13.11 Persistent idiopathic facial pain (PIFP)

Previously used term:
Atypical facial pain.

Persistent facial and/or oral pain, with varying presentations but recurring daily for more than two hours per day over more than three months, in the absence of clinical neurological deficit.

Diagnostic criteria:
A. Facial and/or oral pain fulfilling criteria B and C
B. Recurring daily for >2 hr per day for >3 months
C. Pain has both of the following characteristics:

    1. poorly localized, and not following the distribution of a peripheral nerve
    2. dull, aching or nagging quality

D. Clinical neurological examination is normal
E. A dental cause has been excluded by appropriate investigations
F. Not better accounted for by another ICHD-3 diagnosis.

A wide variety of words are used to describe the character of 13.11 Persistent idiopathic facial pain (PIFP) but it is most often depicted as dull, nagging or aching. It can have sharp exacerbations, and is aggravated by stress. Pain may be described as either deep or superficial. With time, it may spread to a wider area of the craniocervical region.

13.11 Persistent idiopathic facial pain (PIFP) may be comorbid with other pain conditions such as chronic widespread pain and irritable bowel syndrome. In addition, it presents with high levels of psychiatric comorbidity and psychosocial disability.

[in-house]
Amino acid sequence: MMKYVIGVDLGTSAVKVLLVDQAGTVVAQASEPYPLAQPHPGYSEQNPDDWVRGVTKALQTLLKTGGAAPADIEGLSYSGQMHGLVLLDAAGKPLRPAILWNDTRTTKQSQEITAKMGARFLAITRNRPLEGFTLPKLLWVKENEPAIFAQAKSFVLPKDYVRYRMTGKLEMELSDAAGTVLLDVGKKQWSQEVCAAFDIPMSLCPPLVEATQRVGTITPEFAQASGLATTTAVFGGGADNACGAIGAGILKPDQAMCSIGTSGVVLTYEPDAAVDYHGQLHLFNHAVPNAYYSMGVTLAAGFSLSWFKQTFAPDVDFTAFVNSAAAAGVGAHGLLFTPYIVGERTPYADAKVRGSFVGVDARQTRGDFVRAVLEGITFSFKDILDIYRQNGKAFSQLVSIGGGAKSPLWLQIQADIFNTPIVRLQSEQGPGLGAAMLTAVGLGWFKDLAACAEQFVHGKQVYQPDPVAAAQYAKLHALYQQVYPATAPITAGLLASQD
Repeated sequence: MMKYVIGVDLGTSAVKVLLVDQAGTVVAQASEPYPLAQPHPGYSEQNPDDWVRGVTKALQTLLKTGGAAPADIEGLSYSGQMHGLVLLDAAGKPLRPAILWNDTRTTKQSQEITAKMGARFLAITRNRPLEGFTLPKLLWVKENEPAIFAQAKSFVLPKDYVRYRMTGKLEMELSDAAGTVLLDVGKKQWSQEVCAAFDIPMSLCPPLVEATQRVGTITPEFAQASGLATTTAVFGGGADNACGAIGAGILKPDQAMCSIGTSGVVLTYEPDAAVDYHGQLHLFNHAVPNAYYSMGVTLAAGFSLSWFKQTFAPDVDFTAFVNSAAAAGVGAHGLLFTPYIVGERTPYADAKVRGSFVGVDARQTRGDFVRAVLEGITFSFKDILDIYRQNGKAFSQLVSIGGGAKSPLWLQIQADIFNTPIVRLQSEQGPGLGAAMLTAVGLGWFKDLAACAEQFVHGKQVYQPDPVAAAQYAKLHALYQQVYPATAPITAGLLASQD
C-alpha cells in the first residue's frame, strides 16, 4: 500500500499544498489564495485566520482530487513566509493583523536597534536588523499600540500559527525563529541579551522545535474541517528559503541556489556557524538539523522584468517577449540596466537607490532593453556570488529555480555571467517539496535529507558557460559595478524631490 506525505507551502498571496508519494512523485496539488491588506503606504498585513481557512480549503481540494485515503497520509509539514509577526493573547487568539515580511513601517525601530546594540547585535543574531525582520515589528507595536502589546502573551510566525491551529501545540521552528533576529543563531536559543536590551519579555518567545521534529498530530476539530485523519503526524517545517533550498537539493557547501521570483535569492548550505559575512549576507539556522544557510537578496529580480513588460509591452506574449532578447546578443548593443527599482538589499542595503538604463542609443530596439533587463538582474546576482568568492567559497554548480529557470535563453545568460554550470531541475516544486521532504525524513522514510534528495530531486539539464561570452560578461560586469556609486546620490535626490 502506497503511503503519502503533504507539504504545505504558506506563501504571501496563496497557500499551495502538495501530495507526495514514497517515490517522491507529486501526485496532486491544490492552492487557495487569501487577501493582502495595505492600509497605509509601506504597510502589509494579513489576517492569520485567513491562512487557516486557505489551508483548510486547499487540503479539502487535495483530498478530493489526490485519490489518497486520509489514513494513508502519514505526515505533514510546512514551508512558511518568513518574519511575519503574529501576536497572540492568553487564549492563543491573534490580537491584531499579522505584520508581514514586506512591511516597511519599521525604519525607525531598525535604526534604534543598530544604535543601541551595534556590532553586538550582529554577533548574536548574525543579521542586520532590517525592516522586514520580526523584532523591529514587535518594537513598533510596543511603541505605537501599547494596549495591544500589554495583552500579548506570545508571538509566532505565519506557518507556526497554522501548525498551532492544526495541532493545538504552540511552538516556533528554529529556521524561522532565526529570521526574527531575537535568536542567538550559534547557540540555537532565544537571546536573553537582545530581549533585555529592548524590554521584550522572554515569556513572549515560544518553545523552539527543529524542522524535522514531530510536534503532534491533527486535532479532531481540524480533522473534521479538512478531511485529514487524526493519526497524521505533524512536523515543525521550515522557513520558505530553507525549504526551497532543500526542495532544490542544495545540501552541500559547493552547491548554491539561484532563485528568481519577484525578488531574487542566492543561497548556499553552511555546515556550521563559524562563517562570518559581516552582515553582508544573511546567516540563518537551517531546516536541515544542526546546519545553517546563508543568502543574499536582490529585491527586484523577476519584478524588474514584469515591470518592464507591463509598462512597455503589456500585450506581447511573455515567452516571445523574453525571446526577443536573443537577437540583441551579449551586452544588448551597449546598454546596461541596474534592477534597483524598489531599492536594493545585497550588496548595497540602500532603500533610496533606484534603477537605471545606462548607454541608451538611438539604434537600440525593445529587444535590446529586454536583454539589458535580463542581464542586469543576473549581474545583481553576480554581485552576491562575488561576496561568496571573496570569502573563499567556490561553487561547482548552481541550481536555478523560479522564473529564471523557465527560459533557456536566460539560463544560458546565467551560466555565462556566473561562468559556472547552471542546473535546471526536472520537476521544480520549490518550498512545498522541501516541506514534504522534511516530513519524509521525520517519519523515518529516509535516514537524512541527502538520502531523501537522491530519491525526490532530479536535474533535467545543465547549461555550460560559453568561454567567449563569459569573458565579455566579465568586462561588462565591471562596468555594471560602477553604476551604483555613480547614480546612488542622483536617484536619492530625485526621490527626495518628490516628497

A continuum seems to exist from 13.11 Persistent idiopathic facial pain (PIFP) induced by insignificant trauma to Painful post-traumatic trigeminal neuropathy caused obviously by significant insult to the peripheral nerves. 13.11 Persistent idiopathic facial pain (PIFP) may originate from a minor operation or injury to the face, maxillae, teeth or gums but persist after healing of the initial noxious event and without any demonstrable local cause. However, psychophysical or neurophysiological tests may demonstrate sensory abnormalities.

The term atypical odontalgia has been applied to a continuous pain in one or more teeth or in a tooth socket after extraction, in the absence of any usual dental cause. This is thought to be a subform of 13.11 Persistent idiopathic facial pain (PIFP) although it is more localized, the mean age at onset is younger and genders are more balanced. Based on the history of trauma, atypical odontalgia may also be a subform of Painful post-traumatic trigeminal neuropathy. These subforms, if they exist, have not been sufficiently studied to propose diagnostic criteria.